Remembering Max von Sydow By the road

Today, a headline in The Independent read “The Exorcist and Star Wars actor Max von Sydow dies aged 90.” That prompted me to write a piece of my own. Born, Carl Adolf von Sydow in 1929, he attended The Royal Dramatic Theatre’s acting school 1948-1951. During this period, he had small roles in two famous films by Alf Sjöberg. The first was Only a mother 1949 (Bara en mor) where Eva Dahlbeck starred as Rya-Rya.

The second one was more famous abroad. Miss Julie (FrökenJulie 1951) based on August Strindberg’s classic play, won the Grand Prix in Cannes the same year (shared with Miracolo a Milano). In 1954 he moved to Malmö and started acting in the Municipal theatre there, not least under the direction of Ingmar Bergman, in plays by Ibsen, Molière and others. In 1957 they would collaborate in a film for the first time in The seventh seal (Det sjunde inseglet)

Featuring the iconic chess game that crusader, Antonius Block plays with Death, the film became an instant success and catapulted the director and actor to world recognition. Already the same year, Bergman released Wild Strawberries (Smultronstället 1957) where von Sydow had a minor part. They would make another nine films together, notably The Magician (Ansiktet 1958), Through a glass darkly (Såsom i en spegel 1961) and the underrated A Passion (En Passion 1969).

There was actually supposed to be a twelfth collaboration between the two. The role of Bishop Vergerus in Fanny and Alexander (1982) was specifically written for von Sydow, but his agent asked for a salary that wasn’t possible to pay in a Swedish production at the time. The actor later said that it was the biggest regret of his acting career.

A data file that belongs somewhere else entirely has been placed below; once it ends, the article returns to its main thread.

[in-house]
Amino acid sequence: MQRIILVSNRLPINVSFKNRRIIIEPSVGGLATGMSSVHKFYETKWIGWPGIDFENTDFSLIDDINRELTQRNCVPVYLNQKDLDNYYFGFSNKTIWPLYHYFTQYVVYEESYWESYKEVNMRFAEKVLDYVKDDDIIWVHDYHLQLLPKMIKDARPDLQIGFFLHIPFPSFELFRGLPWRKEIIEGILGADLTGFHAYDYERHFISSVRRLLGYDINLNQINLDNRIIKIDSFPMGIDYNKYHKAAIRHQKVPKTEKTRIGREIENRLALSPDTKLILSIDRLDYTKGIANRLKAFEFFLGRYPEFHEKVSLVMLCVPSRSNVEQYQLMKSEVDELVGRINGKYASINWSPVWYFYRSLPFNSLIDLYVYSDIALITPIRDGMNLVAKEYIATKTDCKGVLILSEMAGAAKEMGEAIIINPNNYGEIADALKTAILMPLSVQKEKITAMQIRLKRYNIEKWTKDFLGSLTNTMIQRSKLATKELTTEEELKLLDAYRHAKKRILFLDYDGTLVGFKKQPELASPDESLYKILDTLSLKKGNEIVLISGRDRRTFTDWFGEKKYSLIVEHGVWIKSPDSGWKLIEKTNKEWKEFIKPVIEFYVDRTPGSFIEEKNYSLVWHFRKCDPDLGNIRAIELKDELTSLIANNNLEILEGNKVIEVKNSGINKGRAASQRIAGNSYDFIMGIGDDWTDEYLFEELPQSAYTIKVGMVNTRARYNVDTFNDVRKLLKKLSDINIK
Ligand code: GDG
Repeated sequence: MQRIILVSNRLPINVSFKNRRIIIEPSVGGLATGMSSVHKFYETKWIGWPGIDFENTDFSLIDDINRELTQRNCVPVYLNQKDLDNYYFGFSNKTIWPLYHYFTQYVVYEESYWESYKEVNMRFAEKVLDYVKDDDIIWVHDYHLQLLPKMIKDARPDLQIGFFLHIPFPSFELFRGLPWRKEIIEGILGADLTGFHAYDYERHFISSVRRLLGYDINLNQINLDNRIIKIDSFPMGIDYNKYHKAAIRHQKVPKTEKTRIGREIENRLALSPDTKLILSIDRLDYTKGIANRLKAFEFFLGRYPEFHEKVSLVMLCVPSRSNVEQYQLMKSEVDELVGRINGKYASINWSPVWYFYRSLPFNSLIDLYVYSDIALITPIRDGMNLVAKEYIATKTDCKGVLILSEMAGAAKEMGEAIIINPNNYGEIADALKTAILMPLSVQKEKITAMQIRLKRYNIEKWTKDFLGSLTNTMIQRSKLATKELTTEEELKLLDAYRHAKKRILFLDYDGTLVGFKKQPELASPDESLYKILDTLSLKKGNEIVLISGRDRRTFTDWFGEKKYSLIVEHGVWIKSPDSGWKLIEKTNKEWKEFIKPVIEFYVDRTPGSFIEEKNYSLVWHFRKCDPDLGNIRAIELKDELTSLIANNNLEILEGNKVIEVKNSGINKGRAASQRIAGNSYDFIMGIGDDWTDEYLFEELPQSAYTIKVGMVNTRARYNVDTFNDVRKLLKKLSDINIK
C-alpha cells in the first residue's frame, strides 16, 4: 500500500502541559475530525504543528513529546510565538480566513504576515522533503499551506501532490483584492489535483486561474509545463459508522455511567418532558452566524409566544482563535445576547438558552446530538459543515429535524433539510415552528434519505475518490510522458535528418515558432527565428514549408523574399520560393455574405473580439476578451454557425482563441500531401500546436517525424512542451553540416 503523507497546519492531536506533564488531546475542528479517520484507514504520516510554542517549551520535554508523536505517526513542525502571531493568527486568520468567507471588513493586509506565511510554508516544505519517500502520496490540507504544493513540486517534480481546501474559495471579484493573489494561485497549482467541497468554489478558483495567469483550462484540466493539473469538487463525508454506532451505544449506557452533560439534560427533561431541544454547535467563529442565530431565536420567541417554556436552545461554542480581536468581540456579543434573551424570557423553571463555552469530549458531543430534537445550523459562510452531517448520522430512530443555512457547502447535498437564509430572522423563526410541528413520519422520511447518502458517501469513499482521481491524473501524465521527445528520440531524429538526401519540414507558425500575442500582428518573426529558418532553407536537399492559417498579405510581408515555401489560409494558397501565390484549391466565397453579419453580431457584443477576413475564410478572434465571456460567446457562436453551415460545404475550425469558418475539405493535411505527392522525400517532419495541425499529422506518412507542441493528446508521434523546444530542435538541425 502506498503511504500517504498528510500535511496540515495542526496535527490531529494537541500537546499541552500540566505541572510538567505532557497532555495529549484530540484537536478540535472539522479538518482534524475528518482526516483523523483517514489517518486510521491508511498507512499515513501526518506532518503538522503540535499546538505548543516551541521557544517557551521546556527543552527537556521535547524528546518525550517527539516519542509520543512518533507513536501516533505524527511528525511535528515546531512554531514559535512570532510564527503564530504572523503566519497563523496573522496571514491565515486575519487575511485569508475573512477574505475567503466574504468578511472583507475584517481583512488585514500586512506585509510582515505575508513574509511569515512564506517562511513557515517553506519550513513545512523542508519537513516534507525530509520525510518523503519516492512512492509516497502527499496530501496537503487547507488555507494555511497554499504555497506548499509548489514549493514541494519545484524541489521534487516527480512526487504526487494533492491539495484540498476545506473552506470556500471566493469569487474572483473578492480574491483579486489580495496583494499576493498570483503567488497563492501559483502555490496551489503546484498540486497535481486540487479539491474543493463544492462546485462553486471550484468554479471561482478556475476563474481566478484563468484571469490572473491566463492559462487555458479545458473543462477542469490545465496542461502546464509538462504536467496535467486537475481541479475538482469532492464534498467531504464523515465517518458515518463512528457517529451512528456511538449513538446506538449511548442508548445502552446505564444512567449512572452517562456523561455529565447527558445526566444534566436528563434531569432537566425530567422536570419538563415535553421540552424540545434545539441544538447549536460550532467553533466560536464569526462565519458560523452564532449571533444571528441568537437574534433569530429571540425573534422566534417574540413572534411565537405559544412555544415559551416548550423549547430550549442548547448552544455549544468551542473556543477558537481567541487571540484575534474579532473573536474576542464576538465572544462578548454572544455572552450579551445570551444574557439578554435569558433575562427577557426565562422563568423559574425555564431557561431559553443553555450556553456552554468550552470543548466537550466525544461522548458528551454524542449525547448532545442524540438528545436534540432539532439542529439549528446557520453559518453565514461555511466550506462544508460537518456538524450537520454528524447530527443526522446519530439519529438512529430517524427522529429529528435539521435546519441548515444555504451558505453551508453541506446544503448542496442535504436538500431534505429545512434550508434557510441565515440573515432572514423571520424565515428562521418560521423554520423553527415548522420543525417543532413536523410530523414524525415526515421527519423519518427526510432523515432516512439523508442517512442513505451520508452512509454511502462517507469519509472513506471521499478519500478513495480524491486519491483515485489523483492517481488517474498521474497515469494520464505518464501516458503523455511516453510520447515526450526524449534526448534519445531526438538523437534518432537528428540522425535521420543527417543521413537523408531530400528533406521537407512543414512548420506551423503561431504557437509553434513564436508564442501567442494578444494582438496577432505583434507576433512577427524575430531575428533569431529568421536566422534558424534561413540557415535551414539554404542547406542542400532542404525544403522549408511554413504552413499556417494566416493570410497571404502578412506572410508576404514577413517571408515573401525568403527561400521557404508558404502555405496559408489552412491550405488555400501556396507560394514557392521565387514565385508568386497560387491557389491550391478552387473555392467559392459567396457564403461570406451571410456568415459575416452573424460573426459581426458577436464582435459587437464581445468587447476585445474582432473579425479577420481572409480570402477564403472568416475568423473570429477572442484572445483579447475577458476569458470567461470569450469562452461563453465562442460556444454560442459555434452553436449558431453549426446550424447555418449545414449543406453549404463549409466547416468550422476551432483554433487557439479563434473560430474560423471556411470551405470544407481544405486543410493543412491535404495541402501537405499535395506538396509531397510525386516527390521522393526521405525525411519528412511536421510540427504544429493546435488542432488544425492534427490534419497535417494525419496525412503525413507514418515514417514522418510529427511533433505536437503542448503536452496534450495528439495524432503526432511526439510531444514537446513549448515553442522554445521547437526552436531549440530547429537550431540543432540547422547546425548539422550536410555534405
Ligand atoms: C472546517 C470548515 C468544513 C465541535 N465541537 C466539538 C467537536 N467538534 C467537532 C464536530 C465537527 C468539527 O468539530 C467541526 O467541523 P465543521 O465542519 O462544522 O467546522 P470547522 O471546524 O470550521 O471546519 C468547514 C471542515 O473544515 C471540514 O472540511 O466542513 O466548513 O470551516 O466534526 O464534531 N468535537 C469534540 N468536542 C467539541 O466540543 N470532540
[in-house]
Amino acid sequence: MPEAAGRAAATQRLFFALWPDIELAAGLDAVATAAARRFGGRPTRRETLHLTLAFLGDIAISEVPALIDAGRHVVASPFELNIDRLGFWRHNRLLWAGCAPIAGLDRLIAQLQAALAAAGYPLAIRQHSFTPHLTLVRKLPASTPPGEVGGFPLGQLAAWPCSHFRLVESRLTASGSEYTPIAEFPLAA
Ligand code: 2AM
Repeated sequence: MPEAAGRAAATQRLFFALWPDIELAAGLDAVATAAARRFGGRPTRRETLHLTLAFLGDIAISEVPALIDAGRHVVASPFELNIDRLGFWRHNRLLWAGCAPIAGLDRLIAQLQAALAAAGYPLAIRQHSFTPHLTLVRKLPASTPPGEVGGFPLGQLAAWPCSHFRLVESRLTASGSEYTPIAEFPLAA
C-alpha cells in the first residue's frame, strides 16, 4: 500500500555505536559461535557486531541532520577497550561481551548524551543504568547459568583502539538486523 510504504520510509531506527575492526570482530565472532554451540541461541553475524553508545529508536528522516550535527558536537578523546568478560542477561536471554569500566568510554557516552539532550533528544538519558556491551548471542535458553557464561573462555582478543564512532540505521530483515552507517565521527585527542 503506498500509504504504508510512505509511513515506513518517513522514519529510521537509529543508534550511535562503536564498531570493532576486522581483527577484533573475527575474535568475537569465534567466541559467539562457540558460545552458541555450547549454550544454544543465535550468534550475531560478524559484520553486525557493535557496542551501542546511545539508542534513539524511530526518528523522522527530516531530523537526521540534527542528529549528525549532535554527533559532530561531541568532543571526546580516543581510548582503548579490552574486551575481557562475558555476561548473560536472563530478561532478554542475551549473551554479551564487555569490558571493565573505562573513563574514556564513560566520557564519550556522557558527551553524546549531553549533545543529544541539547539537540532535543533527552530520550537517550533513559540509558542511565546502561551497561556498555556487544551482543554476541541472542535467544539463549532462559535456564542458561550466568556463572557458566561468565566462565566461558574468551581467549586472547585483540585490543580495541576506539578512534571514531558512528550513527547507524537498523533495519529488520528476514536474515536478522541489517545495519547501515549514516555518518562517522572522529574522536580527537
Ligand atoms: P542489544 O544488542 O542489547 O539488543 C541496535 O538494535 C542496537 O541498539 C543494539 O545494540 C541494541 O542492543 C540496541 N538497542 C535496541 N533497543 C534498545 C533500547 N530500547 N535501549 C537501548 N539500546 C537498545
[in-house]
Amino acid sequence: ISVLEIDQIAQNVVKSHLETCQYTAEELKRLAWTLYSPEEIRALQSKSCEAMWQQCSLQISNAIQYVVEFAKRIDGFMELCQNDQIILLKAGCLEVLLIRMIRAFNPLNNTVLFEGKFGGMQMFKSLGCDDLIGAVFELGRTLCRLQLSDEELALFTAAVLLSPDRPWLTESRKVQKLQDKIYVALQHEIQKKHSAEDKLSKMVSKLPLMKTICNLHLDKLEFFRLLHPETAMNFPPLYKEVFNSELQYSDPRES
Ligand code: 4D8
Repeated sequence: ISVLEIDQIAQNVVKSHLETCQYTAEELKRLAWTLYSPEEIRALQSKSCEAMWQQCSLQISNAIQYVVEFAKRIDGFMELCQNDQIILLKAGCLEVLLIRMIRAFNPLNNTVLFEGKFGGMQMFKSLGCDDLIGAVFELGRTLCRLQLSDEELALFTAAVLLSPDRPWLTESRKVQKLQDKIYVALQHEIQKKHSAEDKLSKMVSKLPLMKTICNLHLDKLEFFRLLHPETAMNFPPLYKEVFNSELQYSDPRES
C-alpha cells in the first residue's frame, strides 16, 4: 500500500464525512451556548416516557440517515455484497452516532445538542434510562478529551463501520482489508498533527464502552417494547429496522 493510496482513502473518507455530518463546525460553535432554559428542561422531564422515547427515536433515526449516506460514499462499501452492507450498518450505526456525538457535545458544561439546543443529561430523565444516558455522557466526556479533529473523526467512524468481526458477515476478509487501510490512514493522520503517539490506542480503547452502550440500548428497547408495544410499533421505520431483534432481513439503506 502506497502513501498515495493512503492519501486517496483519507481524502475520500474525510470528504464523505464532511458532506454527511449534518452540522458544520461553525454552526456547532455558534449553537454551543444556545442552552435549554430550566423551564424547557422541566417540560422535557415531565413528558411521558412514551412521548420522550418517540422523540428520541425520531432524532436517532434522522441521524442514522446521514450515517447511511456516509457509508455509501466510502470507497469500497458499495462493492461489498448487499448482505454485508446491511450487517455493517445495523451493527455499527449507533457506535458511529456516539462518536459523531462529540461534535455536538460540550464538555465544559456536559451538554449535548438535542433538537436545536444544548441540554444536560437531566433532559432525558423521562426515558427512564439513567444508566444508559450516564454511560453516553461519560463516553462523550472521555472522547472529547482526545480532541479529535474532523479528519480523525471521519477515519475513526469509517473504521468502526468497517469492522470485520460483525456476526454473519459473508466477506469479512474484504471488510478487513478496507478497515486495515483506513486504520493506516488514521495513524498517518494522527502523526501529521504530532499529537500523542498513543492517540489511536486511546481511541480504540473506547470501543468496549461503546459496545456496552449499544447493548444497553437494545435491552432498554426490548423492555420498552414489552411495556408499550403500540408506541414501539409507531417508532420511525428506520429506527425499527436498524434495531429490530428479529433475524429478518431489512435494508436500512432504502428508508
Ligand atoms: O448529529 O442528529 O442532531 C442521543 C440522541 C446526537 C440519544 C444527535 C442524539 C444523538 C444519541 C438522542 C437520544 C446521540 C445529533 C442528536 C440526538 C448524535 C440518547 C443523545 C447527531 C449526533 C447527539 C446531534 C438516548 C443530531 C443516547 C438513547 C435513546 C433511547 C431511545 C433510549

Entering the visual world of Jan Troell

Another important Swedish collaboration was with the great visualist Jan Troell. Even though von Sydow’s international career had started with the role of Jesus in The greatest story ever told (1965) he still agreed to make a 30 minute short with the unknown director. The following year he had a small part in the ambitious epic Here is your life (Här har du ditt liv 1966). The most famous role he played for Troell was as Karl-Oskar in the sweeping dilogy, The Emigrants (Utvandrarna 1971) and The new land (Nybyggarna 1972). Based on the widely read tetralogy, written by Wilhelm Moberg the films came with high expectations.

Even though the films received mixed reviews in Sweden, few had anything negative to say about the interpretation of Karl-Oskar. Subsequent collaborations between the two, include the majestic Flight of the eagle (Ingenjör Andrés luftfärd 1982) that depicts Engineer André’s attempt to be the first man on the North Pole and Hamsun (1996) where the actor was an impressive presence as the controversial, titular, character. That is obvious even without subtitles.

Max von Sydow in Hamsun.

Max von Sydow Beyond Sweden